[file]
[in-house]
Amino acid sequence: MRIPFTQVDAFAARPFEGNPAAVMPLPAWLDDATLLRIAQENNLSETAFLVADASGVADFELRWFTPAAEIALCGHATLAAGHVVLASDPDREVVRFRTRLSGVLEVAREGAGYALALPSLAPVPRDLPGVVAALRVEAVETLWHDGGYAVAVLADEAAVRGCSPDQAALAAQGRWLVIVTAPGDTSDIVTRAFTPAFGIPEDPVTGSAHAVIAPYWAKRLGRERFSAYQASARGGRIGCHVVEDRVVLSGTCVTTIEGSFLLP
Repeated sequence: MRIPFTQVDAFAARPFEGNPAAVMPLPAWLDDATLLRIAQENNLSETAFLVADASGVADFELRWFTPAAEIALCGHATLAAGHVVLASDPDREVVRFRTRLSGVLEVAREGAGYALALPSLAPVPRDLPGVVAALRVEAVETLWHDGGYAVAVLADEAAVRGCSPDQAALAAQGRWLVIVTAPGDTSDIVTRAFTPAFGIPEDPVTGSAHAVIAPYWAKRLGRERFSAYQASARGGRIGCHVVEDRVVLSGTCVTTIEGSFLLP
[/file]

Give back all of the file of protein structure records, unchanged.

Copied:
[in-house]
Amino acid sequence: MRIPFTQVDAFAARPFEGNPAAVMPLPAWLDDATLLRIAQENNLSETAFLVADASGVADFELRWFTPAAEIALCGHATLAAGHVVLASDPDREVVRFRTRLSGVLEVAREGAGYALALPSLAPVPRDLPGVVAALRVEAVETLWHDGGYAVAVLADEAAVRGCSPDQAALAAQGRWLVIVTAPGDTSDIVTRAFTPAFGIPEDPVTGSAHAVIAPYWAKRLGRERFSAYQASARGGRIGCHVVEDRVVLSGTCVTTIEGSFLLP
Repeated sequence: MRIPFTQVDAFAARPFEGNPAAVMPLPAWLDDATLLRIAQENNLSETAFLVADASGVADFELRWFTPAAEIALCGHATLAAGHVVLASDPDREVVRFRTRLSGVLEVAREGAGYALALPSLAPVPRDLPGVVAALRVEAVETLWHDGGYAVAVLADEAAVRGCSPDQAALAAQGRWLVIVTAPGDTSDIVTRAFTPAFGIPEDPVTGSAHAVIAPYWAKRLGRERFSAYQASARGGRIGCHVVEDRVVLSGTCVTTIEGSFLLP